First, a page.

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Basilica Di Santa Croce

The glories of Puglia’s lovely town of Lecce came into being in the 16th and 17th centuries, when peace in the region enabled religious orders and wealthy benefactors, including Emperor Charles V, to transform the town from sleepy backwater to the Baroque gem of southern Italy. The glorious centerpiece of all this gorgeousness is undoubtedly the Basilica di Santa Croce, a swirling mass of ornate Baroque patterning crawling with garlands, statuary, mythical beasts and gargoyles, all fronted with a colonnaded façade that is dominated by a vast rose window.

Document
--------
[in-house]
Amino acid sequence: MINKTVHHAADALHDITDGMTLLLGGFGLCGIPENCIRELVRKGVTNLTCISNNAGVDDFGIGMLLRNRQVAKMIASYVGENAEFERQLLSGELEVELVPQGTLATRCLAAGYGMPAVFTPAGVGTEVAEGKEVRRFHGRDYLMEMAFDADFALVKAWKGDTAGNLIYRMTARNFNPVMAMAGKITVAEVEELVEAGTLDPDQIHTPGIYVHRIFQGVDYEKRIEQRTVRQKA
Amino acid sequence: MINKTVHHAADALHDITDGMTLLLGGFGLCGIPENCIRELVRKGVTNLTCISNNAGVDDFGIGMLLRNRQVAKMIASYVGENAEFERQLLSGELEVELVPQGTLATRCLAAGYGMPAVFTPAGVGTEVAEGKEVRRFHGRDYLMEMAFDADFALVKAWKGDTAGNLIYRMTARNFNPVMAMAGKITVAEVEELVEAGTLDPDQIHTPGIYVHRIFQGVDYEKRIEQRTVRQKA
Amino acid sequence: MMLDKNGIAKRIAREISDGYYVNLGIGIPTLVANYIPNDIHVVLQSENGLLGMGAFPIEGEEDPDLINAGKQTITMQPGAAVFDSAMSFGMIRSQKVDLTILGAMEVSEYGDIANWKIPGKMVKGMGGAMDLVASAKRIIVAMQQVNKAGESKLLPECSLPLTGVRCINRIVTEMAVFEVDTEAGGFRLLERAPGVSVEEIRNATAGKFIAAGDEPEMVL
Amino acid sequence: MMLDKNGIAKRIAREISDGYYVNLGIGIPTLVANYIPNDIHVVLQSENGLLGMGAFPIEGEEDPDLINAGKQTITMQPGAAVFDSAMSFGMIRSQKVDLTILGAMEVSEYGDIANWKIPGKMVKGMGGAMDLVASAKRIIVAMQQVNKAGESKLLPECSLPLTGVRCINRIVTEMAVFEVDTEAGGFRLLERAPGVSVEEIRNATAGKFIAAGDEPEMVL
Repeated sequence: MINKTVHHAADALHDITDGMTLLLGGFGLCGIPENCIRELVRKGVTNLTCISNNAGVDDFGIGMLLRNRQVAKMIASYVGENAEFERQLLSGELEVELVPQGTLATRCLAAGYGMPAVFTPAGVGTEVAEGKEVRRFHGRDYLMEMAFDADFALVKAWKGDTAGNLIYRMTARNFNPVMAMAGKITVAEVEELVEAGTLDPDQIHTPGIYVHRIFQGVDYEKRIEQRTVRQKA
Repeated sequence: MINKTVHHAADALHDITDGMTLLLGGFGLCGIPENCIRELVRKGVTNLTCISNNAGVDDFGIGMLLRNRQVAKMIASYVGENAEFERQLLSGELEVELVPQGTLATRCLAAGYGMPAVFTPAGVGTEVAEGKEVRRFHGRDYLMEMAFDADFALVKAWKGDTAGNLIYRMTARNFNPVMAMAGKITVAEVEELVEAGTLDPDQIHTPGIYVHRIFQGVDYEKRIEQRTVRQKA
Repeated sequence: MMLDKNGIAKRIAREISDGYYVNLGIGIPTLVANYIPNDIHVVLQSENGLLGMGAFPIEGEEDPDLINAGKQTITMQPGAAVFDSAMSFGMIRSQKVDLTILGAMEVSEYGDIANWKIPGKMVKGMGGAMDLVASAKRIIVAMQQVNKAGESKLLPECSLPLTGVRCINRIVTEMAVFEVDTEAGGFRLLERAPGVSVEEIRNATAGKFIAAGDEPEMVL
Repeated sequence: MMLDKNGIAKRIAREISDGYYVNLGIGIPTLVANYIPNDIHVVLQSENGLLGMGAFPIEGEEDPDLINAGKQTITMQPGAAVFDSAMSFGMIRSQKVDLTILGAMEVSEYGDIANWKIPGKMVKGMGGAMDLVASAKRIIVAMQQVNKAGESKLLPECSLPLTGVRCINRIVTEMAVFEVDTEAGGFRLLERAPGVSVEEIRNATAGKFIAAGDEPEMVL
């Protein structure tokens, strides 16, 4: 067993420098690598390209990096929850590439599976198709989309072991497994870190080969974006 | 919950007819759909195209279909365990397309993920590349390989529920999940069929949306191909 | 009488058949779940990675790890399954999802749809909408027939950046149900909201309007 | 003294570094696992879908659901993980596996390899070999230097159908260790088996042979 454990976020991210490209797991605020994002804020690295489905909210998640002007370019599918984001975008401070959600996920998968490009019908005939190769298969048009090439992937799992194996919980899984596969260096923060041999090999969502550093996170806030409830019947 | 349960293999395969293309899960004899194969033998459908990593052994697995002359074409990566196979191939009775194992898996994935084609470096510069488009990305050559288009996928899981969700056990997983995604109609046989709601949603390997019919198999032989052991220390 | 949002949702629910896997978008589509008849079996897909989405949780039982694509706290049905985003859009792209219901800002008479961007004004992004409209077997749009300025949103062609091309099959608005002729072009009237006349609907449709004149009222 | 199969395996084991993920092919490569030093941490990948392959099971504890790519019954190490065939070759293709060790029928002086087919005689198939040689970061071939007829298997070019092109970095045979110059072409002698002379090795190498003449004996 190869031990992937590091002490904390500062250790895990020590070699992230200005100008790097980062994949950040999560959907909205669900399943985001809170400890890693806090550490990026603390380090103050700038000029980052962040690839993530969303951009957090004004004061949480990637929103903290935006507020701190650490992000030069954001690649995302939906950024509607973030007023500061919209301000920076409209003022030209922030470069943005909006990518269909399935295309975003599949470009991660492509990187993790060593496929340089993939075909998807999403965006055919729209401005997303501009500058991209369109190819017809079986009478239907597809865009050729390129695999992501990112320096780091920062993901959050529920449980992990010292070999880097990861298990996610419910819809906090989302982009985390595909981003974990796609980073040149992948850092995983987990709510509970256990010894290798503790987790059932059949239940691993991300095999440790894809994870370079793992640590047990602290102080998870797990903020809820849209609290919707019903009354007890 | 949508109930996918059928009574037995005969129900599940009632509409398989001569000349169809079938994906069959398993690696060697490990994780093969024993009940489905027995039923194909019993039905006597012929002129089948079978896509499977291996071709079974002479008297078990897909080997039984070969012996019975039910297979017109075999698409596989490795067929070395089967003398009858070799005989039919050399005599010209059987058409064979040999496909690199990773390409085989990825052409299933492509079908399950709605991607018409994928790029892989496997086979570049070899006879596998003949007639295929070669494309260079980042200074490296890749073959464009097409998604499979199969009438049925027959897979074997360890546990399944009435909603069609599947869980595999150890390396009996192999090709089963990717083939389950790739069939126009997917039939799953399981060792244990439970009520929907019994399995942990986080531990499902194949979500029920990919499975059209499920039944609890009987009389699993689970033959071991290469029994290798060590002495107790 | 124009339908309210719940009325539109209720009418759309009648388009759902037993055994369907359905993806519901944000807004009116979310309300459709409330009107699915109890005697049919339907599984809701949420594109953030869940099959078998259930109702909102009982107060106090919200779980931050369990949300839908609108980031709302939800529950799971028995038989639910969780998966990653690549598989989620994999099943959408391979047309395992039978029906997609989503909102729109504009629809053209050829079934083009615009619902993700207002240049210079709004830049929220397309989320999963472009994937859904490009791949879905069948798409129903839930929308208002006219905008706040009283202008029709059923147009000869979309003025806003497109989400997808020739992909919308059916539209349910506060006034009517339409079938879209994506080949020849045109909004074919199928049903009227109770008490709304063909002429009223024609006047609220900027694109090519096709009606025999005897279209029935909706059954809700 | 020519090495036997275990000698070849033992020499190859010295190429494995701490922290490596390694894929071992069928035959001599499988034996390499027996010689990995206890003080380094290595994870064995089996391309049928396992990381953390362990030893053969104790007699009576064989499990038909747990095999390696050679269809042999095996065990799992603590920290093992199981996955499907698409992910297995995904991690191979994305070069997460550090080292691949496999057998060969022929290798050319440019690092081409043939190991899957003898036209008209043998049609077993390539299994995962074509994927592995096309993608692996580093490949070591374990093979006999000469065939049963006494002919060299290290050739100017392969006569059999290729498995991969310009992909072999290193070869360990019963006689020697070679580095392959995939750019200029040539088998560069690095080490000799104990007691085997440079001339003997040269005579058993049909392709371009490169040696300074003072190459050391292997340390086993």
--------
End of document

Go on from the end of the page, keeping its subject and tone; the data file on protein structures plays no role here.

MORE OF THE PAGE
Work began on this madcap architectural frippery in 1549 on the site of an earlier Celestine monastery, and the basilica was finally consecrated in 1695. Three generations of architects worked on the construction over the decades, with the most notable being Giuseppe Zimballo –better known as Lo Zingarello (the gypsy) – who was the star Puglian architect of the period.